Should Infrastructure Spending Be Centralized?

Donald Trump has raised the issue of America’s crumbling infrastructure during his election campaign. He has periodically mentioned that American economy needs a bout of infrastructure spending. Estimates state that the infrastructure overhaul will cost the Trump government more than $1 trillion. However, the United States is already deeply in debt. Even though they have the largest economy in the world, they are still living beyond their means.

This brings us to the question as to whether the federal government should be financing these infrastructure projects. There is no doubt that an infrastructure overhaul is required. However, is it possible that this overhaul be structured in such a way that it does not negatively impact the finances of the federal government and the nation?

In this article, we will look at the flaws of this centralized model of spending. We will also look at some alternate solutions.

The Logic behind Centralized Infrastructure Planning

Many critics have been arguing that infrastructure spending should be a local issue and not a federal one. A person living in Hawaii should not be contributing to build roads in Chicago, Illinois. Why can’t the people of Hawaii and Chicago both manage their own infrastructure?

The most common response to this argument is that people in Hawaii may also consume goods and services that originate in Chicago. Hence, they should also pay their share! However, this logic is deeply flawed. This is because surely there are some companies in Chicago which export products to another country like Denmark. Now, by the above logic, citizens of Denmark should also be taxed to build the infrastructure in Chicago!

The above example does prove that the onus of building infrastructure lies in the people who live in the state and not on the consumers of their goods or services. When goods and services are produced in the state, the most direct beneficiaries are the state government which gets to collect taxes. Also, the people of the state find employment. Hence, it is in their best interest to keep the infrastructure in good condition. The consumers already pay a price for the goods that they consume. They should not have to pay any more in the form of taxation.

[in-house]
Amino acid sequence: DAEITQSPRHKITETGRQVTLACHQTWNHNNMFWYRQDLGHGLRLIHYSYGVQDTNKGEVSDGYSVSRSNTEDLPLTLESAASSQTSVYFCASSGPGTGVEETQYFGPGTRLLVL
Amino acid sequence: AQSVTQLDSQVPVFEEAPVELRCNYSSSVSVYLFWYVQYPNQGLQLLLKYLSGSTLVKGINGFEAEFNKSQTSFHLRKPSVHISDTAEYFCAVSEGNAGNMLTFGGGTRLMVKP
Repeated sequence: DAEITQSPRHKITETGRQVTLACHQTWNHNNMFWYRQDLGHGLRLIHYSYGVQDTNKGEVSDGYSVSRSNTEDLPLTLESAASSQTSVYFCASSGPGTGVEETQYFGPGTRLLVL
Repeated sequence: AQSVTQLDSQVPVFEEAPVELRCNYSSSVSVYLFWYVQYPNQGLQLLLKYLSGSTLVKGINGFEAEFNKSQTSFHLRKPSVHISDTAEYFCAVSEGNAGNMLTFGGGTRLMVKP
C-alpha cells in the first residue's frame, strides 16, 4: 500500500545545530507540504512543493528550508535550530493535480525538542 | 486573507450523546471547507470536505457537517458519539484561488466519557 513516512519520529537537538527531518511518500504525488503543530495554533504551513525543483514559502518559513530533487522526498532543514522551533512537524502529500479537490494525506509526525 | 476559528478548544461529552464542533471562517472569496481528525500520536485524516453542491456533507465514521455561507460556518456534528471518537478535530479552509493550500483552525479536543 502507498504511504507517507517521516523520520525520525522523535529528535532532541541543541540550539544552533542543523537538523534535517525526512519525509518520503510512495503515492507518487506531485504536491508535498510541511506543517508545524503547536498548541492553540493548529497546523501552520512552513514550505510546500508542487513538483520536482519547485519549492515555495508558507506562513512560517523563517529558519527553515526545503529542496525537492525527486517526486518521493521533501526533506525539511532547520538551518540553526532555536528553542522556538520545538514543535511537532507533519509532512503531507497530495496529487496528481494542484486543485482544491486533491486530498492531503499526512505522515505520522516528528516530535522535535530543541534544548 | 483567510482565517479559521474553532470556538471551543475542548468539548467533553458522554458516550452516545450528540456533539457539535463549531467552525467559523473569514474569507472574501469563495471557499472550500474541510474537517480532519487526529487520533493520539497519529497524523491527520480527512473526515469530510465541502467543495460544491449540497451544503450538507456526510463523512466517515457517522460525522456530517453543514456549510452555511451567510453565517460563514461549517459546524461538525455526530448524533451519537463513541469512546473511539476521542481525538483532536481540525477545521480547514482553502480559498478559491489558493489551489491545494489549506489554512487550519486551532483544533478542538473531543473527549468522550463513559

Does The State Have Enough Resources?

Another common objection to decentralizing the infrastructure spending is that the state does not seem to be capable of handling such huge projects. Infrastructure projects involve spending billions of dollars. They also require expertise and technical acumen. Many critics doubt the state’s competency to execute complex projects. Hence, they suggest that such projects are better off under the purview of the federal government.

This logic also seems flawed when you analyze the situation further. The United States is one of the largest and most economically powerful nations in the world. The states in USA are also huge entities from a financial standpoint. The economy of many states like California, Georgia, Washington etc. are larger than countries like Denmark, Norway, Austria and even Sweden. If these countries can execute infrastructure projects then so can individual states. The states are fully capable of handling these infrastructure projects from a financial as well as a technical point of view. They can handle complex projects like building and maintaining dams, bridges and airport terminals.

The Problem with Centralized Spending

The real reason why infrastructure spending is maintained at the federal level is more political than economic. Federal governments find it easier to borrow than the state governments. The entire world knows that the dollar is issued by the Federal Reserve. Hence, the probability that the issuer of the debt will default on currency denominated in its own debt is negligible. The federal government can therefore raise money at lower interest rates. This interest rate advantage is more than frittered away when we consider the cost of allocating these funds to different states. Not only is it inefficient and unfair, but it also costs a lot of money!

On the other hand, when federal government handles infrastructure spending, President Trump can borrow as much as he wants. He can do that without the need to immediately raise the taxes and cover the increased costs. Hence, he can promise to build infrastructure in the inner cities of America and make it appear as if it was built for free! People want infrastructure but they do not want raised taxes. Hence, centralized spending seems to be a political goldmine!

The problem is that in the long term, the people of United States will accrue a lot of debt. Also, the benefits of this debt will not be equally distributed. Since the federal government is spending the money, they might allocate some funds to non-viable projects. Also, there is a lot of politicizing of this spending. The states due for election in the near future receive a lot more funds than other states.

To sum it up, centralized spending on infrastructure does not make economic sense. However, since it is politically beneficial this is how the United States has been functioning for a long time. This is also the reason that United States finds itself under crushing debt and this debt burden is likely to exacerbate in the near future.

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